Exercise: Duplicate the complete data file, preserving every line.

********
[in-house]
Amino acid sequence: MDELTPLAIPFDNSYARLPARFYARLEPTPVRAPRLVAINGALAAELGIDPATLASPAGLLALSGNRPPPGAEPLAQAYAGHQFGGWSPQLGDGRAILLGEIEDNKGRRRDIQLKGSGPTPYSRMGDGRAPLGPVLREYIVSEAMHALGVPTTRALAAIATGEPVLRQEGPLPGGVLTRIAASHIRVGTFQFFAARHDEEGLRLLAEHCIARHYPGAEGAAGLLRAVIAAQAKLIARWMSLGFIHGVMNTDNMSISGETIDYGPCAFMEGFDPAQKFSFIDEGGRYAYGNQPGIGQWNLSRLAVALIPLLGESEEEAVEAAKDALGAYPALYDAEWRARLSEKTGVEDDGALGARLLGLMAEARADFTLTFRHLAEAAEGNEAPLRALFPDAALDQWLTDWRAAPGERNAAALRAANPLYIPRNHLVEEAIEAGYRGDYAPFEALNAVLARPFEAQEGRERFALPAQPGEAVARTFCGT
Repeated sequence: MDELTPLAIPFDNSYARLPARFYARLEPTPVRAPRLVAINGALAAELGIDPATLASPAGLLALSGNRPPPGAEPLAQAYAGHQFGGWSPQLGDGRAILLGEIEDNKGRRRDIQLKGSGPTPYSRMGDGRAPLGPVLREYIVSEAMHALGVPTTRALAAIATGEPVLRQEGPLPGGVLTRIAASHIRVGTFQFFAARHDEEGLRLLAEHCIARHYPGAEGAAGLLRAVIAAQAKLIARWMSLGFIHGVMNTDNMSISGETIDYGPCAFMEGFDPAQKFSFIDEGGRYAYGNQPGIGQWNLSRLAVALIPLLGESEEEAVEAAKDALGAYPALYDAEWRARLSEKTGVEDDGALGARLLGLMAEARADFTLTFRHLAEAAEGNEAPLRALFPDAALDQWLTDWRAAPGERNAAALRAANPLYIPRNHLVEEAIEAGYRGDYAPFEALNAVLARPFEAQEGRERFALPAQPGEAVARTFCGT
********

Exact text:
[in-house]
Amino acid sequence: MDELTPLAIPFDNSYARLPARFYARLEPTPVRAPRLVAINGALAAELGIDPATLASPAGLLALSGNRPPPGAEPLAQAYAGHQFGGWSPQLGDGRAILLGEIEDNKGRRRDIQLKGSGPTPYSRMGDGRAPLGPVLREYIVSEAMHALGVPTTRALAAIATGEPVLRQEGPLPGGVLTRIAASHIRVGTFQFFAARHDEEGLRLLAEHCIARHYPGAEGAAGLLRAVIAAQAKLIARWMSLGFIHGVMNTDNMSISGETIDYGPCAFMEGFDPAQKFSFIDEGGRYAYGNQPGIGQWNLSRLAVALIPLLGESEEEAVEAAKDALGAYPALYDAEWRARLSEKTGVEDDGALGARLLGLMAEARADFTLTFRHLAEAAEGNEAPLRALFPDAALDQWLTDWRAAPGERNAAALRAANPLYIPRNHLVEEAIEAGYRGDYAPFEALNAVLARPFEAQEGRERFALPAQPGEAVARTFCGT
Repeated sequence: MDELTPLAIPFDNSYARLPARFYARLEPTPVRAPRLVAINGALAAELGIDPATLASPAGLLALSGNRPPPGAEPLAQAYAGHQFGGWSPQLGDGRAILLGEIEDNKGRRRDIQLKGSGPTPYSRMGDGRAPLGPVLREYIVSEAMHALGVPTTRALAAIATGEPVLRQEGPLPGGVLTRIAASHIRVGTFQFFAARHDEEGLRLLAEHCIARHYPGAEGAAGLLRAVIAAQAKLIARWMSLGFIHGVMNTDNMSISGETIDYGPCAFMEGFDPAQKFSFIDEGGRYAYGNQPGIGQWNLSRLAVALIPLLGESEEEAVEAAKDALGAYPALYDAEWRARLSEKTGVEDDGALGARLLGLMAEARADFTLTFRHLAEAAEGNEAPLRALFPDAALDQWLTDWRAAPGERNAAALRAANPLYIPRNHLVEEAIEAGYRGDYAPFEALNAVLARPFEAQEGRERFALPAQPGEAVARTFCGT